Researchers at columbia engineering solve a long-standing issue in the creation of untethered soft robots whose actions and movements can mimic natural biological systems. a group in the creative machines lab has developed a 3D printable synthetic soft muscle — an artificial active tissue with intrinsic expansion ability that does not require an external compressor, or high voltage equipment as previous artificial muscles required. the material has a strain density (expansion per gram) that is 15 times larger than natural muscle, and can lift 1000 times its own weight.
influenced by living organisms, soft material robotics hold great promise for areas where robots need to contact and interact with humans, such as manufacturing and healthcare. unlike rigid robots, soft robots can replicate natural motion — grasping and manipulation — to provide medical and other types of assistance, perform delicate tasks, or pick up soft objects. to achieve an actuator with high strain and high stress coupled with low density, the creative machines lab used a silicone rubber matrix with ethanol distributed throughout in micro-bubbles. the solution combined the elastic properties and extreme volume change attributes of other material systems while also being easy to fabricate, low cost, and made of environmentally safe materials.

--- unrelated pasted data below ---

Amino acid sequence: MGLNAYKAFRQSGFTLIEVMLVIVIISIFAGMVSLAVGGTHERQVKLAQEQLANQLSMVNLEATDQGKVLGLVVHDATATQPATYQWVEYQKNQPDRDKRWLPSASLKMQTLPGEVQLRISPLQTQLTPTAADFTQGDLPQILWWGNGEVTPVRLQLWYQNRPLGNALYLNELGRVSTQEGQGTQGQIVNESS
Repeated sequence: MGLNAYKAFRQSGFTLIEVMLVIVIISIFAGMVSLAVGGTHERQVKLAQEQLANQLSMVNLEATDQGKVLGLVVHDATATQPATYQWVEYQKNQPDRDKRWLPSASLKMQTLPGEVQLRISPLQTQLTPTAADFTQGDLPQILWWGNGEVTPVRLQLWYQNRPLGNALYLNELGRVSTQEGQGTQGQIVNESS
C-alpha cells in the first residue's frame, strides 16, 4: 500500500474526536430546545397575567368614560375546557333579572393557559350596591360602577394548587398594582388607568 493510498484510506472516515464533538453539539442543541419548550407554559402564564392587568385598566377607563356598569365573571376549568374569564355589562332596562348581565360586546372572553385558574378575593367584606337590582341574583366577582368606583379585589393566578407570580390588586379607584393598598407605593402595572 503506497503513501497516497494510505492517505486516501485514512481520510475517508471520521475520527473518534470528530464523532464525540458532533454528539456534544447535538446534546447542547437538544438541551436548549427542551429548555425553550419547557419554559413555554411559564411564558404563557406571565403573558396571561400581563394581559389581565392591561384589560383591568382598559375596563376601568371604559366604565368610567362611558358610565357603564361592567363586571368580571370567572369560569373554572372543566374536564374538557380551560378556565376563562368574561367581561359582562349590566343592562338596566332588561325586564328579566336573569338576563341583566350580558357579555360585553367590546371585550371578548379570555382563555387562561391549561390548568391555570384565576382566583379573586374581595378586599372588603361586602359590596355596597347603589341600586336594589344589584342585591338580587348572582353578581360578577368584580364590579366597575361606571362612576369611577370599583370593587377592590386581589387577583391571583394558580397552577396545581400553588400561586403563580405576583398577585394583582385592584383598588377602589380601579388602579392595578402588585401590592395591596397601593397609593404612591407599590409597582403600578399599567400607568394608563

after being 3D printed into the desired shape, the artificial muscle is electrically actuated using a thin resistive wire and low-power (8 volts). it was tested in a variety of robotic applications where it showed significant expansion-contraction ability, being capable of expansion up to 900% when electrically heated to 80°c. via computer controls, the autonomous unit is capable of performing motion tasks in almost any design. previously, no material has been capable of functioning as a soft muscle due to an inability to exhibit the desired properties of high actuation stress and high strain.
‘we’ve been making great strides toward making robots minds, but robot bodies are still primitive,’ comments hod lipson, professor of mechanical engineering at columbia university. he continues, ‘this is a big piece of the puzzle and, like biology, the new actuator can be shaped and reshaped a thousand ways. we’ve overcome one of the final barriers to making lifelike robots.’